New York Times - "Poking Holes in Genetic Privacy"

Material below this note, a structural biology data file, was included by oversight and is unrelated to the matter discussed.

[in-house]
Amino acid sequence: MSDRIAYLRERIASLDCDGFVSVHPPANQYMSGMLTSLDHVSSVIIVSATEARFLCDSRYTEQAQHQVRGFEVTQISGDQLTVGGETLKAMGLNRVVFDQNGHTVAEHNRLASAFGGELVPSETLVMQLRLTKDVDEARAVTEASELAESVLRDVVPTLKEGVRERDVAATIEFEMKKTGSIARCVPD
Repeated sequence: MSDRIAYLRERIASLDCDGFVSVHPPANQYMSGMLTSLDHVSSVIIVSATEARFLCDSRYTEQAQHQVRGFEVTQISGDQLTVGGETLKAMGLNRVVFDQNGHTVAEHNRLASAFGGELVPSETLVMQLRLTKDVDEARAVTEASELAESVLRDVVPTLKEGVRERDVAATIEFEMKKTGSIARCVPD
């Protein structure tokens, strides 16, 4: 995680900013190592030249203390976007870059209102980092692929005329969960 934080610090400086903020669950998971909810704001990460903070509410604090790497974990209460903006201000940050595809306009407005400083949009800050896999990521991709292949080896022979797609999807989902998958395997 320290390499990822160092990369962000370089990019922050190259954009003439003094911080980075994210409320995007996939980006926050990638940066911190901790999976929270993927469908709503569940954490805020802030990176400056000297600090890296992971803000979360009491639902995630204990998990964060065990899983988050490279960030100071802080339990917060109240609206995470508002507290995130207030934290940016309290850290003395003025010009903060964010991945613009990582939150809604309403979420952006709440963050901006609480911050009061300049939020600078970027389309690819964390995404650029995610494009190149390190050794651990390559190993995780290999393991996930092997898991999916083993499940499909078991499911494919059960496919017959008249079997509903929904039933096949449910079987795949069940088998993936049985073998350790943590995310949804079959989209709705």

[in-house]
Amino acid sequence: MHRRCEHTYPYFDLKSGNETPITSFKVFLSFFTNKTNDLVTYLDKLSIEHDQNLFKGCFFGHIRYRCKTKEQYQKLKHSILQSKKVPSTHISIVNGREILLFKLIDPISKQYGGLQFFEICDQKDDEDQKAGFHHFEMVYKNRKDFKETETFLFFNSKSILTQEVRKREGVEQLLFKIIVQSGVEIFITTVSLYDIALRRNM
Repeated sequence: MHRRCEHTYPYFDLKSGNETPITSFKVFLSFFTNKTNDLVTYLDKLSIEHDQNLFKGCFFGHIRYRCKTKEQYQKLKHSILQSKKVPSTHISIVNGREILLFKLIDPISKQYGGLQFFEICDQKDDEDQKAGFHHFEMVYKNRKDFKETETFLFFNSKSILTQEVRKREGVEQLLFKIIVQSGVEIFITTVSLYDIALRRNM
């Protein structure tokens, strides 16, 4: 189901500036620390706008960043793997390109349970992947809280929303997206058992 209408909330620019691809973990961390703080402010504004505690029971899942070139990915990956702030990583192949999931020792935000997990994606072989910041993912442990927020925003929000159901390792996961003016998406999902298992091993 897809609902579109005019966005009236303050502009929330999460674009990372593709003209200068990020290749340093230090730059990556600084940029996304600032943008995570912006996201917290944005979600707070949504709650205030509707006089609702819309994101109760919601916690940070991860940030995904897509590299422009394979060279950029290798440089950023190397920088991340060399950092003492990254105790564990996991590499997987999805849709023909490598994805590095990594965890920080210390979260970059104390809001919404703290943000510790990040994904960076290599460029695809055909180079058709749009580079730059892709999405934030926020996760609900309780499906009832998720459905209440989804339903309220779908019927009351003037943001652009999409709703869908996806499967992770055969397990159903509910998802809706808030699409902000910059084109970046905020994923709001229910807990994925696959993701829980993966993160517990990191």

This month an international group of nearly 80 researchers, patient advocates, universities and organizations like the National Institutes of Health announced that it wants to consolidate the world’s databases of DNA and other genetic information, making data easier for researchers to retrieve and share. But the security and privacy of the study subjects are paramount concerns. Dr. Eric E. Schadt of the Icahn School of Medicine at Mount Sinai discovered that RNA expression data could be used not only to identify someone but also to learn a great deal about that person. "We can create a profile that reflects your weight, whether you are diabetic, how old you are," Dr. Schadt said. He and a colleague also were able to tell if a person is infected with viruses, like HPV or H.I.V., that change the activity of genes. Moreover, they were able to make what they called a genetic bar code that could be used to identify a person in a number of DNA databases. Learn more